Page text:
Newport, Huntington clash over fire rings
DIAMOND BAR — An ongoing fight over beach bonfires pitted the interests of two neighboring cities against each other Thursday morning, as Huntington Beach residents asked South Coast Air Quality Management District staff members to put the kibosh on a proposed rule change that would ban open burning on all beaches in the district’s jurisdiction — or at least explore other alternatives.
The Newport Beach City Council supports removing the fire rings in Corona del Mar and near the Balboa Pier.
“There must be other ways to manage [beach burning], without outright banning it,” said Huntington Beach preservationist Mary Urashima.
District officials gathered public input Thursday in advance of a possible May 3 vote on the ban. The change, which officials proposed after the California Coastal Commission cited SCAQMD rules in its consideration of the city of Newport Beach’s application to remove its fire rings, would add beach burning to a list of prohibited open burning activities in the district’s Rule 444.
The ban was proposed in light of the district’s efforts to cut down on certain types of hazardous particulate matter in the air in compliance with state and federal rules.
Numerous Huntington Beach residents and city officials told staff that eliminating fire rings from Orange County beaches would take a big bite out of coastal tourism dollars, and that the proposed rule change banning open burning on all beaches in the district’s jurisdiction was like taking a sledgehammer to an issue requiring a fine-tooth comb.
“People don’t go to the beach in the evening to sun tan,” said Dianne Thompson, Huntington Beach Chamber of Commerce chairwoman, citing an estimated $1-million loss just in beach parking revenue after 3 p.m. “This would impact us more than any community.”
Upward of half of the more than 800 fire rings that would be affected fall within Huntington Beach’s limits. Bolsa Chica State Beach, Huntington City Beach and Huntington State Beach account for about 500 fire rings.
Meanwhile, all of the Los Angeles County beach fire rings add up to just 90. Newport has 60. Aliso Beach County Park, between downtown Laguna Beach and South Laguna, has seven.
The potential for lost revenue played a major role in Huntington Beach’s opposition to the ban, said Laurie Frymire, a city spokeswoman. She questioned the air district’s outreach.
“Newport Beach’s city manager contacted our city manager asking for our support,” she said. “That’s how we found out about this meeting.”
Newport Beach City Manager Dave Kiff confirmed that he did write to Huntington Beach City Manager Fred Wilson, asking if there was “any willingness to wade into the fire ring imbroglio with us.”
Frymire and others left no doubt, however, that Huntington fell on the opposite side of the issue from Newport.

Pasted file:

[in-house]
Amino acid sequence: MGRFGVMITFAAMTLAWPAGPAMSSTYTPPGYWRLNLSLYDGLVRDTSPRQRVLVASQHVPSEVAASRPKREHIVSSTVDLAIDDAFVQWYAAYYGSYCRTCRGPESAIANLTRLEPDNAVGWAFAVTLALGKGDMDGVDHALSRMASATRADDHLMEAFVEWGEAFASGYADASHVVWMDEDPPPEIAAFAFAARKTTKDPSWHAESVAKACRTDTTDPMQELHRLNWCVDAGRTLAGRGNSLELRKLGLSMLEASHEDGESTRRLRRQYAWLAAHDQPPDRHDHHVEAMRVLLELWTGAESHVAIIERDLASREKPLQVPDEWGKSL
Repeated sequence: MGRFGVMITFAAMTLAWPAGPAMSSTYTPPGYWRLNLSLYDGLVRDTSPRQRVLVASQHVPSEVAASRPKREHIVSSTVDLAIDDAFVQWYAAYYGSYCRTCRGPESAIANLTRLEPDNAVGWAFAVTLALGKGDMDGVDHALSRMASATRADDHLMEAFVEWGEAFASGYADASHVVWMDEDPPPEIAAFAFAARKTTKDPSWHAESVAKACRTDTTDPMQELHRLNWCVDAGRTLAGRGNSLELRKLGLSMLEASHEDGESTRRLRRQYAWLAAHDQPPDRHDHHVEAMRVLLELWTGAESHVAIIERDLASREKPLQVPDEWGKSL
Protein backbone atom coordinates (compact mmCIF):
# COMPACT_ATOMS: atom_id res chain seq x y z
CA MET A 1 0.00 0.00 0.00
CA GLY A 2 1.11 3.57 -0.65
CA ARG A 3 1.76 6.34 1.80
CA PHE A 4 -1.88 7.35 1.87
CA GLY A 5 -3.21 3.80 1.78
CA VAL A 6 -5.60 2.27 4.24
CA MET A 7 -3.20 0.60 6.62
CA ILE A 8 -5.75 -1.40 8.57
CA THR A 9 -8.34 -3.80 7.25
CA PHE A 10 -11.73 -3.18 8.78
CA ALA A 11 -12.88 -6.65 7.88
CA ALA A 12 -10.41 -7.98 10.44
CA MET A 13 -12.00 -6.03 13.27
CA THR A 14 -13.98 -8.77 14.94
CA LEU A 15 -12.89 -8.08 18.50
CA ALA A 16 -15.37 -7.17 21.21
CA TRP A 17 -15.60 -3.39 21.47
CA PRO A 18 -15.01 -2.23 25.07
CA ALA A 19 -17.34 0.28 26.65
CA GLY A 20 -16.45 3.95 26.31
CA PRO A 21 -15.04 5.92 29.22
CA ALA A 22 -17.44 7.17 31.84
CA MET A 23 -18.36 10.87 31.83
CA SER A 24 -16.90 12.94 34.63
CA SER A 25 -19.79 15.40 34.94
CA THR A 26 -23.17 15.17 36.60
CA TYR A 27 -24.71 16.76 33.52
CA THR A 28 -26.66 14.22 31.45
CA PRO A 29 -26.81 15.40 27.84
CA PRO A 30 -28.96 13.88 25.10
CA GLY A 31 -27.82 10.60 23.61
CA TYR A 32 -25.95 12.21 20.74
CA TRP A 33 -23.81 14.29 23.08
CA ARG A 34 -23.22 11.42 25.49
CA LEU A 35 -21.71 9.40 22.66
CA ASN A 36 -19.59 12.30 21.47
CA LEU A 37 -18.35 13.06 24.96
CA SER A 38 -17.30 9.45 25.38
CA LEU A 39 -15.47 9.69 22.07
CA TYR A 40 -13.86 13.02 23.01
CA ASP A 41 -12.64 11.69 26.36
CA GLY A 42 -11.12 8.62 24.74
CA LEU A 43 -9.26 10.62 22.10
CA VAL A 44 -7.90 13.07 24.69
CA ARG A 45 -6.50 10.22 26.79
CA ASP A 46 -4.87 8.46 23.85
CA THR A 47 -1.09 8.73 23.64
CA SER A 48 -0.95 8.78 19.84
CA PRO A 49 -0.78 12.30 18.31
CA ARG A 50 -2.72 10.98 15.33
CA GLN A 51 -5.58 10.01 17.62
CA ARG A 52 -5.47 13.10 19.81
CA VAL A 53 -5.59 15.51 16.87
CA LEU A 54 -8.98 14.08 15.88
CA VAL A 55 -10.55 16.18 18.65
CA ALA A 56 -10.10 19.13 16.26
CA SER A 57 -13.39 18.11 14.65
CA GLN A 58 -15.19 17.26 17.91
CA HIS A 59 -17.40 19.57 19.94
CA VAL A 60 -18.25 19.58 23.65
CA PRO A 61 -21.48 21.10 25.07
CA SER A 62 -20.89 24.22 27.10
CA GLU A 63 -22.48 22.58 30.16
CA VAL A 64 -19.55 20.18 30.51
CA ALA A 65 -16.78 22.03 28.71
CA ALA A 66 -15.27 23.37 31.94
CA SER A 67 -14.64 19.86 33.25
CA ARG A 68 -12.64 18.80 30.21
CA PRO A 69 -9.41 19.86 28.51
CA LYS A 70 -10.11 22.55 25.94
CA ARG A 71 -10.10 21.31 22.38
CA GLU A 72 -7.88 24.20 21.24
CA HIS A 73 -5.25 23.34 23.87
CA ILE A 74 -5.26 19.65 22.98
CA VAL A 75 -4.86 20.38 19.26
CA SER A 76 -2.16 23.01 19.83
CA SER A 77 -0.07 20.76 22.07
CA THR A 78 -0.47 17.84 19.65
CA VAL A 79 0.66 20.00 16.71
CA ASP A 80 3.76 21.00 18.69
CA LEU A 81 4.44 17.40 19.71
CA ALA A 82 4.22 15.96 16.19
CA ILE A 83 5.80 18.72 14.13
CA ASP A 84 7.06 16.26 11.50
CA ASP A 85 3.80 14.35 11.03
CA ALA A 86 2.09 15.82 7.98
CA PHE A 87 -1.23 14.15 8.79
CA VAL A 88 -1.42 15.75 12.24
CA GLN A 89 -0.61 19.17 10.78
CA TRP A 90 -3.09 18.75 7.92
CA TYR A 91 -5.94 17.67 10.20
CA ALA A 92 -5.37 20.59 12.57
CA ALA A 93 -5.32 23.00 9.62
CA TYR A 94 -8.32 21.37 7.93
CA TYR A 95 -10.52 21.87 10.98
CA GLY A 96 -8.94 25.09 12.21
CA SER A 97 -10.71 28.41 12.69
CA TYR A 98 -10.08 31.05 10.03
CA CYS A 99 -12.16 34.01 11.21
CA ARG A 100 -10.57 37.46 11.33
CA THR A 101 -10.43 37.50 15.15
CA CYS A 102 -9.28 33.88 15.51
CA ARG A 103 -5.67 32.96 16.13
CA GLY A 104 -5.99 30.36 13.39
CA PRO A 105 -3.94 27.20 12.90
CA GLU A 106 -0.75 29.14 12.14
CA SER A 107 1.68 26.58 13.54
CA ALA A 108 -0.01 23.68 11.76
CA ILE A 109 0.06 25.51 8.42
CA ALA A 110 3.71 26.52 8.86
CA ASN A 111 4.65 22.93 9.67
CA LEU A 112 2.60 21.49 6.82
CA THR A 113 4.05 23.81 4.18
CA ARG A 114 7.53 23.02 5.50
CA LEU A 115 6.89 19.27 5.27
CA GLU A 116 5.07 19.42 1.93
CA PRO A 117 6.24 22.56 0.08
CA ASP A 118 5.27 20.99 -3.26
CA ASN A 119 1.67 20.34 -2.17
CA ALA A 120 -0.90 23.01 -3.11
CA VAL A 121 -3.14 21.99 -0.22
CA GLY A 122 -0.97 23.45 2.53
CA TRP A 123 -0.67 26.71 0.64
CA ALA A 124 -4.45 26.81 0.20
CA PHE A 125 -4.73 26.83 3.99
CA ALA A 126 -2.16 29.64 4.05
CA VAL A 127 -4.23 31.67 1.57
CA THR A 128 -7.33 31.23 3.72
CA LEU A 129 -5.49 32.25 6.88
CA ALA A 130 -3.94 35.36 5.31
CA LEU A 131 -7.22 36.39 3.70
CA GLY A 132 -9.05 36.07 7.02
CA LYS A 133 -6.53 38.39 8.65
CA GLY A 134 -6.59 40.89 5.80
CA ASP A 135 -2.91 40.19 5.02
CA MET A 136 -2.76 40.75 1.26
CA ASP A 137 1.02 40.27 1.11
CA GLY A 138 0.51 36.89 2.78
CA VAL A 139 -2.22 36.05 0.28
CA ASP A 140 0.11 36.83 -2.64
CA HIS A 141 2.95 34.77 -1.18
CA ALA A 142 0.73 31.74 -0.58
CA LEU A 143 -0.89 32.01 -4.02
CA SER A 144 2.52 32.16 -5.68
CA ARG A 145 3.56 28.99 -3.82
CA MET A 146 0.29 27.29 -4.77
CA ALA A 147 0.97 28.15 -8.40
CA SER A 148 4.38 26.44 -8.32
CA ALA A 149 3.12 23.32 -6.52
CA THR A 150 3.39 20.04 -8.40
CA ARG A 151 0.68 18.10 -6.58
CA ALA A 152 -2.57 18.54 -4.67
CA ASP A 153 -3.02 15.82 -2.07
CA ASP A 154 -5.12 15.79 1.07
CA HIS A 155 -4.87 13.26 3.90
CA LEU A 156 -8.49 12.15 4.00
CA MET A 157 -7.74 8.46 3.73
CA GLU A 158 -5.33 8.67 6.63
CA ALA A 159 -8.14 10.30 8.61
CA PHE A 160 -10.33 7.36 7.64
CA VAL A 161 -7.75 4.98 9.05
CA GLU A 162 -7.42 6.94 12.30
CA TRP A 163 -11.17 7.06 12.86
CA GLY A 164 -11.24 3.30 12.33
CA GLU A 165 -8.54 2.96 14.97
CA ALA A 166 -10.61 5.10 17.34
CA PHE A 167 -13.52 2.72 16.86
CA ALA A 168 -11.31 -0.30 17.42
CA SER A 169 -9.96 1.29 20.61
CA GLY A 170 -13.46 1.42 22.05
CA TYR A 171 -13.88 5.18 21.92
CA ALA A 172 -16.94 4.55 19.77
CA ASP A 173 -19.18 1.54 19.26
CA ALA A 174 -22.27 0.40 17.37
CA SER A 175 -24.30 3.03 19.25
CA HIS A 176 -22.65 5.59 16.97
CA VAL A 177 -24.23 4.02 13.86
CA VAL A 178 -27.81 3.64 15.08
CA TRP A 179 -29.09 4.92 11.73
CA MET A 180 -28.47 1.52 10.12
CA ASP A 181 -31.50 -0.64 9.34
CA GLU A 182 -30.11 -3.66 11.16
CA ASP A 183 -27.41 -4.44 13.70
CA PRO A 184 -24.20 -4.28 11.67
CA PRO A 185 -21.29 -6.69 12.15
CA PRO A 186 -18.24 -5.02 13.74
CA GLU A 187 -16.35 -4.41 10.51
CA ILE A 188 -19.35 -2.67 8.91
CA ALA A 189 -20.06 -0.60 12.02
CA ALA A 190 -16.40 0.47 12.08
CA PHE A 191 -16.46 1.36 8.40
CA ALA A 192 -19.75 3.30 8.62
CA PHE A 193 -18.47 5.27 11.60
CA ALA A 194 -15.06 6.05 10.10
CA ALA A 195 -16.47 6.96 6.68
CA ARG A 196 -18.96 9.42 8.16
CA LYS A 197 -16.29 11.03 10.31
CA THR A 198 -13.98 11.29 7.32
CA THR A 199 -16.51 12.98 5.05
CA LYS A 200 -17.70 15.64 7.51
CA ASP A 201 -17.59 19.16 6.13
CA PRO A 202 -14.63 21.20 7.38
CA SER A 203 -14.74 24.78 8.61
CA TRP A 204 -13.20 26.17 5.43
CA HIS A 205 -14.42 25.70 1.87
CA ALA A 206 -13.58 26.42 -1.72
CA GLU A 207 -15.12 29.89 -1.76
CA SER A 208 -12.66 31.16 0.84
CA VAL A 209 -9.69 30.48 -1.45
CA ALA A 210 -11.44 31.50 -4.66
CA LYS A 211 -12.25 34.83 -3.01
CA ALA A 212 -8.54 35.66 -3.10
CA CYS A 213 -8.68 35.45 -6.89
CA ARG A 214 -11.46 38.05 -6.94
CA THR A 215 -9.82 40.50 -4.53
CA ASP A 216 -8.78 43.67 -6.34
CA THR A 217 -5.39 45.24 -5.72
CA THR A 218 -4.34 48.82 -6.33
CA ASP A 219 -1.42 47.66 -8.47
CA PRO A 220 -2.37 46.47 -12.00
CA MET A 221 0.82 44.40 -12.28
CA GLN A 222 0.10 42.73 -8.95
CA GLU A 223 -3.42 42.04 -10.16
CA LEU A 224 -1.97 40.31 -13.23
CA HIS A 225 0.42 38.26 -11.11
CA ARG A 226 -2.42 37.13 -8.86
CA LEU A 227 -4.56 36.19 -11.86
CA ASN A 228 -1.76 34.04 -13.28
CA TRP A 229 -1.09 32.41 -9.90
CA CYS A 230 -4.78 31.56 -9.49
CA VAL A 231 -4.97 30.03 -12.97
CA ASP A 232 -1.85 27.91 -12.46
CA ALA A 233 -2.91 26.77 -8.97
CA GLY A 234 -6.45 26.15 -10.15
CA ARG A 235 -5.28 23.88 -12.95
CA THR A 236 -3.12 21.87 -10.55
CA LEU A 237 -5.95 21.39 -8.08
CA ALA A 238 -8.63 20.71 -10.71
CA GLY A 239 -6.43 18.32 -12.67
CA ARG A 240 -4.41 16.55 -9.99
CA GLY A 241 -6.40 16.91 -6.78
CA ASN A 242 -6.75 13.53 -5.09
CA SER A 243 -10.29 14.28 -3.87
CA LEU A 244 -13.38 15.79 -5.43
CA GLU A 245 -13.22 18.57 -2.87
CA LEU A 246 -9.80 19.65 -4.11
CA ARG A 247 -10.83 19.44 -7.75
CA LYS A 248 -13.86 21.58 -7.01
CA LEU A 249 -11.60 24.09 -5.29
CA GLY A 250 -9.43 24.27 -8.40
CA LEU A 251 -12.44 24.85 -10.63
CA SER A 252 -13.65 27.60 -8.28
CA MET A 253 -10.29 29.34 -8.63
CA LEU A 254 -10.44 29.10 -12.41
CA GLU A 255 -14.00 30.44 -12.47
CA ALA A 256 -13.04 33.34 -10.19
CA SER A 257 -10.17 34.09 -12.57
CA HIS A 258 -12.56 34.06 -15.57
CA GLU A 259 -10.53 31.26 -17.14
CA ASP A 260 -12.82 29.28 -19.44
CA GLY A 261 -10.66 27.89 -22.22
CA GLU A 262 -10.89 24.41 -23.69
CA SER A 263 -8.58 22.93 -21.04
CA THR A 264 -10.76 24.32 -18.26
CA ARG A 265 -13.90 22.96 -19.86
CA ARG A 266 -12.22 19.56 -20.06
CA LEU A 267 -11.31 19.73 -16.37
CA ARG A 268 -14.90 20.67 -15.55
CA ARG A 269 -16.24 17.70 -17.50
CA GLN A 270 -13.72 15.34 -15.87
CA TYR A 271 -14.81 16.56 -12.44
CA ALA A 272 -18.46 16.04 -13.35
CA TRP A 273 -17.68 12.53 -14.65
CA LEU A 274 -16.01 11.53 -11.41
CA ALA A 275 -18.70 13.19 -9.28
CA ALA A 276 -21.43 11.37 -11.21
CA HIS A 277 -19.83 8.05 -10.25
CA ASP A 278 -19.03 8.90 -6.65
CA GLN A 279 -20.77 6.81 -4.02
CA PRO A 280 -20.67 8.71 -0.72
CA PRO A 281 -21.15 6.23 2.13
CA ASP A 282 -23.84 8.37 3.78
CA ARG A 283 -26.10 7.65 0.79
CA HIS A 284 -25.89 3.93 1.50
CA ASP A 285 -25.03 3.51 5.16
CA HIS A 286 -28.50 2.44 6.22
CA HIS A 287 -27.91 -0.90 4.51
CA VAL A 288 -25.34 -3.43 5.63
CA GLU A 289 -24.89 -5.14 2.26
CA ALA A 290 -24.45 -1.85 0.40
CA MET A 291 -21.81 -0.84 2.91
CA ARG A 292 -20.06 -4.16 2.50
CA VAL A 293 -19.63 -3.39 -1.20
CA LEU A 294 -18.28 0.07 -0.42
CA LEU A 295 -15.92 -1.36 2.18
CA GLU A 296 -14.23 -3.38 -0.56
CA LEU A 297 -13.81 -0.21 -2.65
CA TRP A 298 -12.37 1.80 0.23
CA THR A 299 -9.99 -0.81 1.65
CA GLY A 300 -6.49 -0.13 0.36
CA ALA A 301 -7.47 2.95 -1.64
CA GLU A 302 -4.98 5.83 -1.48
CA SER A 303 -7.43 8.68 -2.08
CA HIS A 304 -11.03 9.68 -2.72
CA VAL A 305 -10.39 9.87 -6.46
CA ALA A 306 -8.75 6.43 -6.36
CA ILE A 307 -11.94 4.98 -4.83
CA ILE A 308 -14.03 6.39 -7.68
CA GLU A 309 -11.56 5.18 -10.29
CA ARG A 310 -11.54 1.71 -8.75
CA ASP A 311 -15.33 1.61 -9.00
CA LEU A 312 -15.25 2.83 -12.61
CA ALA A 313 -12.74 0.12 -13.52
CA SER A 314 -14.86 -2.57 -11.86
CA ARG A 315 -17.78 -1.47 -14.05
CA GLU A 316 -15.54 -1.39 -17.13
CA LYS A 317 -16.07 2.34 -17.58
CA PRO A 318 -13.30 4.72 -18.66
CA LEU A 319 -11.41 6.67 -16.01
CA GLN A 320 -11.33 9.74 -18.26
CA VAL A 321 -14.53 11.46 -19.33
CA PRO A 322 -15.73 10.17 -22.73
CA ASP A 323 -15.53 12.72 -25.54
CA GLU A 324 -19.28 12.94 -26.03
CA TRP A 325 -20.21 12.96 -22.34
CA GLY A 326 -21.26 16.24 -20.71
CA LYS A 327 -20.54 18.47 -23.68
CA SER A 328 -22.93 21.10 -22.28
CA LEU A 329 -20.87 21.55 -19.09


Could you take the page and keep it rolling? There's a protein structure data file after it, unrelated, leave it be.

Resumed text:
John Ehlenfeldt, vice president of sales and marketing for the Huntington Beach Visitors Bureau, said one of the city’s high-end beachside resorts, the Hyatt Regency, sells between $50,000 and $60,000 worth of s’more kits a year.
Another potential risk of extinguishing the warm glow of the fire rings, said California State Parks Supt. Brian Ketterer, was a rise in crime on beaches.
“Fire offers a feeling of safety,” he said, adding that well-lit areas see less crime. “When crime rises, visitation declines.”
Representatives from the offices of state legislators Assemblyman Allan Mansoor (R-Costa Mesa) and Sen. Mimi Walters (R-Irvine) — both of whom serve Huntington and Newport constituents — also spoke against the proposed ban.
Outnumbered were Newport Beach residents with homes near the city’s fire rings, who asked district officials to consider the negative health impacts of wood smoke, which have been cited as the basis of the district’s other wood-burning restrictions.
“The Coastal Commission called [fire rings] a low-cost amenity,” said Corona del Mar resident Frank Peters. “Of course, the true cost isn’t borne by the people who come for a night’s enjoyment. It’s borne by long-term residents.”
Just a handful of Newport residents spoke strongly in favor of the ban. One Newport man, though, criticized Newport’s efforts to restrict beach activity.
“Newport is out of control,” Thomas Sweatt said. “It’s like a blind person swinging a mace and it landed on the fire pits.”
District Executive Officer Barry Wallerstein asked speakers whether they thought propane beach fires might serve as a suitable alternative to traditional wood fires, which generate more toxic particulate matter.
Reactions were mixed. While some said that they didn’t have a problem with the bonfires themselves — just the accompanying health risks, others questioned the feasibility of that alternative.
Newport Beach officials have said that gas or propane could pose safety risks.
“I believe that propane tanks are not a good idea — gas tanks next to kids/parents/equipment/flame and unsupervised doesn’t seem wise to me,” Kiff wrote in an email.
And some speakers wondered where the money would come from to make propane fires readily available to beachgoers.
“When you talk about propane fires,” Ketterer said, “that’s great for your utopian world, but you tell me how we’re going to pay for that.”
Ultimately, the meeting left the district with a lot to think about, said Laki Tisopulos, assistant deputy executive officer for planning and rules. He added that a postponement of the anticipated May 3 vote was certainly a possibility.
But, he said, “unfortunately, there are a number of different clocks already running.”
The California Coastal Commission has said it may take cues from the district in its decision on whether or not to allow Newport to remove its fire rings.
If it does grant Newport’s application, that could have ramifications for beaches up and down the coast, as the commission is a statewide agency.